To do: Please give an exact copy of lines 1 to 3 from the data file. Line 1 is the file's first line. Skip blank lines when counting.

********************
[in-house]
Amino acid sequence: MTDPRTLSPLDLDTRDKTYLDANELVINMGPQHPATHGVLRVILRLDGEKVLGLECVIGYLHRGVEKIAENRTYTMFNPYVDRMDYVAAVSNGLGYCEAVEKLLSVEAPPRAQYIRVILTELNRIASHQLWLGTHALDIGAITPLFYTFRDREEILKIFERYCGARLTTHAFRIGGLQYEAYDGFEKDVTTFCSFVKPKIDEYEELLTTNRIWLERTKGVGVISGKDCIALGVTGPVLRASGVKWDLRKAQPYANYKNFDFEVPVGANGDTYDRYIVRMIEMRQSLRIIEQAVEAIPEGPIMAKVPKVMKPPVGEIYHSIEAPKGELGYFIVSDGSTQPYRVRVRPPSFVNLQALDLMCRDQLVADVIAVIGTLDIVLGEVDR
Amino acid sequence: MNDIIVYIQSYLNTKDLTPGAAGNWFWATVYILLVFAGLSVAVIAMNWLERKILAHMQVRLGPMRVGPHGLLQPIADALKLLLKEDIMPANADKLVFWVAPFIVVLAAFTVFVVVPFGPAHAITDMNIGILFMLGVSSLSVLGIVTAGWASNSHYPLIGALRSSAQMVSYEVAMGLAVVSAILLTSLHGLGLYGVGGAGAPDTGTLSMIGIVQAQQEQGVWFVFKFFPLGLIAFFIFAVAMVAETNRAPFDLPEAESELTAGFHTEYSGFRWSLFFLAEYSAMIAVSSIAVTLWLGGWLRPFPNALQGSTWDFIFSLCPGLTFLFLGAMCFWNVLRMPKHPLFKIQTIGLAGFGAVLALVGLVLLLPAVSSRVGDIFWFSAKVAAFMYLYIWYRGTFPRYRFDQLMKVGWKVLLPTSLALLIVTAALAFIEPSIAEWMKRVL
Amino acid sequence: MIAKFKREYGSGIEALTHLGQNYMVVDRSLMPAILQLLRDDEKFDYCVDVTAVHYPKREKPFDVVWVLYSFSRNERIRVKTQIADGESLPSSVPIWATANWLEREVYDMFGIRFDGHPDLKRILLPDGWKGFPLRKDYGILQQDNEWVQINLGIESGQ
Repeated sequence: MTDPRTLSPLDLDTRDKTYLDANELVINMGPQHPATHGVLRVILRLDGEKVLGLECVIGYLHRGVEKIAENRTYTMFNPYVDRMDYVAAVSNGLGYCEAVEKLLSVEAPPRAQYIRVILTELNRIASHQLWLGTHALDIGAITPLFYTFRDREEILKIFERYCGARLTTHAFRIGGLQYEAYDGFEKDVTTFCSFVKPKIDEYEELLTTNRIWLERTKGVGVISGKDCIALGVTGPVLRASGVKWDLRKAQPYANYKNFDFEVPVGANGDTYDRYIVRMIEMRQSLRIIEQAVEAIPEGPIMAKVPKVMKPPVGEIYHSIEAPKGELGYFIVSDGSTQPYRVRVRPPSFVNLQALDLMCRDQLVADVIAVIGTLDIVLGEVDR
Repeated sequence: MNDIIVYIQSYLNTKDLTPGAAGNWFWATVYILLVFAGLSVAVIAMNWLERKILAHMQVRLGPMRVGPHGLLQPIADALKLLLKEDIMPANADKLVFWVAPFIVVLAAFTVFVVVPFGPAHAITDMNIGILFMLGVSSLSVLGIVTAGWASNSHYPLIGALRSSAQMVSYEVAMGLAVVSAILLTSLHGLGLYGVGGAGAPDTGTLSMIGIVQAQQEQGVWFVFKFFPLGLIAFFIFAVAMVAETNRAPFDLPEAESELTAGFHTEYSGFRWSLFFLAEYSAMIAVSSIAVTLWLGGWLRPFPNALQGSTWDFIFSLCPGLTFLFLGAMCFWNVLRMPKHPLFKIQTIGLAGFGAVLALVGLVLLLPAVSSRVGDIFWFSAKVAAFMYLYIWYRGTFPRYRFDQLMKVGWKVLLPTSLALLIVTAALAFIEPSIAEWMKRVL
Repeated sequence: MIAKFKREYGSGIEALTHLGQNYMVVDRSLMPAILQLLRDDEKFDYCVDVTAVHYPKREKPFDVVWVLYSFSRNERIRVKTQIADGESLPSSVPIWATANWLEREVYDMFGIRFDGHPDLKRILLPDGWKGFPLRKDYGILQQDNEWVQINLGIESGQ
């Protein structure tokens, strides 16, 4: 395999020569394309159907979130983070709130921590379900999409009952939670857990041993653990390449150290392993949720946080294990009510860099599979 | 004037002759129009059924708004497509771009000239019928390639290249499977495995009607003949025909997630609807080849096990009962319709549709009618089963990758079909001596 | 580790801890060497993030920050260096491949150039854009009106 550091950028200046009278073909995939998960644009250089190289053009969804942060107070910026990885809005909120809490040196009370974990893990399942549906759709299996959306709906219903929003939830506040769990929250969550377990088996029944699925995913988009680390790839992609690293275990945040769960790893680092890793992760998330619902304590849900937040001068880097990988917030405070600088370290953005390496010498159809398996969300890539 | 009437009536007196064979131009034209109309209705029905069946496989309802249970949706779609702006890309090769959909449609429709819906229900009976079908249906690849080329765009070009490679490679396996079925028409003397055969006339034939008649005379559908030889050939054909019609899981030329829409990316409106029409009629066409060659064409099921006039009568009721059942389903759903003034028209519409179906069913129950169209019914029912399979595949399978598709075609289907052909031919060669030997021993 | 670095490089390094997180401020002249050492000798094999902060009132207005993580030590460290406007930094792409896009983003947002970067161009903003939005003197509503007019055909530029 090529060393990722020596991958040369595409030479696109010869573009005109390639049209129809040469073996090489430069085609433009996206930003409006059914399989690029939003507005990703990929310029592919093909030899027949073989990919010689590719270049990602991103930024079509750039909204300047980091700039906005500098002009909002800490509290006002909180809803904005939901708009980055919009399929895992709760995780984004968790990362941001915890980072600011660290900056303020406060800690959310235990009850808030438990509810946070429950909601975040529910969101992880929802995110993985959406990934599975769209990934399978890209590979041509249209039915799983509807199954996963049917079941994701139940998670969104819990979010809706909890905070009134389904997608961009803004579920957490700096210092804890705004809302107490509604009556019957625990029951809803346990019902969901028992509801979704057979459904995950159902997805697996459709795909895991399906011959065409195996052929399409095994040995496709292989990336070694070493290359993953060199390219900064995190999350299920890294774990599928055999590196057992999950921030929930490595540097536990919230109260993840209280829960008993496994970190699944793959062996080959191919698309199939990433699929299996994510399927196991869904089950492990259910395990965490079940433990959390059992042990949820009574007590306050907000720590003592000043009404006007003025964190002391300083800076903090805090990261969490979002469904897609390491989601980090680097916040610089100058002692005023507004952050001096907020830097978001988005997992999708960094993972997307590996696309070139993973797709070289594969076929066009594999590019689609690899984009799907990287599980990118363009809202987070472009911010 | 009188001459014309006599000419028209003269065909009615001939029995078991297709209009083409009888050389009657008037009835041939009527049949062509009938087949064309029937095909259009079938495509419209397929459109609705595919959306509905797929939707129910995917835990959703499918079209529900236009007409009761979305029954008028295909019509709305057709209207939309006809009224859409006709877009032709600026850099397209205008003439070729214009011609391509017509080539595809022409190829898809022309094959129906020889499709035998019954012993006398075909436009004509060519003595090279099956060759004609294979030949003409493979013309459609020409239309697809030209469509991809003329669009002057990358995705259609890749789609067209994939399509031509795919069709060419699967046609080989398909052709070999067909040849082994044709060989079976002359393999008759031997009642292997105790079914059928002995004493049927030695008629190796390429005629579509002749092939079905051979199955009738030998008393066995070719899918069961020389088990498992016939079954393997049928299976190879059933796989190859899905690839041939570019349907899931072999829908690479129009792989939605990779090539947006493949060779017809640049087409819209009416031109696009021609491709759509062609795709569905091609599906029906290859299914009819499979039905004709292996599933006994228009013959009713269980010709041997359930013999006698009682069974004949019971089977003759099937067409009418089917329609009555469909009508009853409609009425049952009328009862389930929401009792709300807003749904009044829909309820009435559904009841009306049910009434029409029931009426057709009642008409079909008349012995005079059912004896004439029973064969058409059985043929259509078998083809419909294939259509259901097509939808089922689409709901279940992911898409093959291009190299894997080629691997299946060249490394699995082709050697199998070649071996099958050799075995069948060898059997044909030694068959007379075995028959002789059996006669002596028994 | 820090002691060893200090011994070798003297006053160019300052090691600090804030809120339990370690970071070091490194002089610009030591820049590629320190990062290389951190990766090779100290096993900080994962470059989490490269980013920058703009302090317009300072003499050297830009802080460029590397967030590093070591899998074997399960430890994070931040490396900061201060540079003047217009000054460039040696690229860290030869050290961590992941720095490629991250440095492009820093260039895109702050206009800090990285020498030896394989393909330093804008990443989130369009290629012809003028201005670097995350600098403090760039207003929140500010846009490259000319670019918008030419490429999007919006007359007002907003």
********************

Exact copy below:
[in-house]
Amino acid sequence: MTDPRTLSPLDLDTRDKTYLDANELVINMGPQHPATHGVLRVILRLDGEKVLGLECVIGYLHRGVEKIAENRTYTMFNPYVDRMDYVAAVSNGLGYCEAVEKLLSVEAPPRAQYIRVILTELNRIASHQLWLGTHALDIGAITPLFYTFRDREEILKIFERYCGARLTTHAFRIGGLQYEAYDGFEKDVTTFCSFVKPKIDEYEELLTTNRIWLERTKGVGVISGKDCIALGVTGPVLRASGVKWDLRKAQPYANYKNFDFEVPVGANGDTYDRYIVRMIEMRQSLRIIEQAVEAIPEGPIMAKVPKVMKPPVGEIYHSIEAPKGELGYFIVSDGSTQPYRVRVRPPSFVNLQALDLMCRDQLVADVIAVIGTLDIVLGEVDR
Amino acid sequence: MNDIIVYIQSYLNTKDLTPGAAGNWFWATVYILLVFAGLSVAVIAMNWLERKILAHMQVRLGPMRVGPHGLLQPIADALKLLLKEDIMPANADKLVFWVAPFIVVLAAFTVFVVVPFGPAHAITDMNIGILFMLGVSSLSVLGIVTAGWASNSHYPLIGALRSSAQMVSYEVAMGLAVVSAILLTSLHGLGLYGVGGAGAPDTGTLSMIGIVQAQQEQGVWFVFKFFPLGLIAFFIFAVAMVAETNRAPFDLPEAESELTAGFHTEYSGFRWSLFFLAEYSAMIAVSSIAVTLWLGGWLRPFPNALQGSTWDFIFSLCPGLTFLFLGAMCFWNVLRMPKHPLFKIQTIGLAGFGAVLALVGLVLLLPAVSSRVGDIFWFSAKVAAFMYLYIWYRGTFPRYRFDQLMKVGWKVLLPTSLALLIVTAALAFIEPSIAEWMKRVL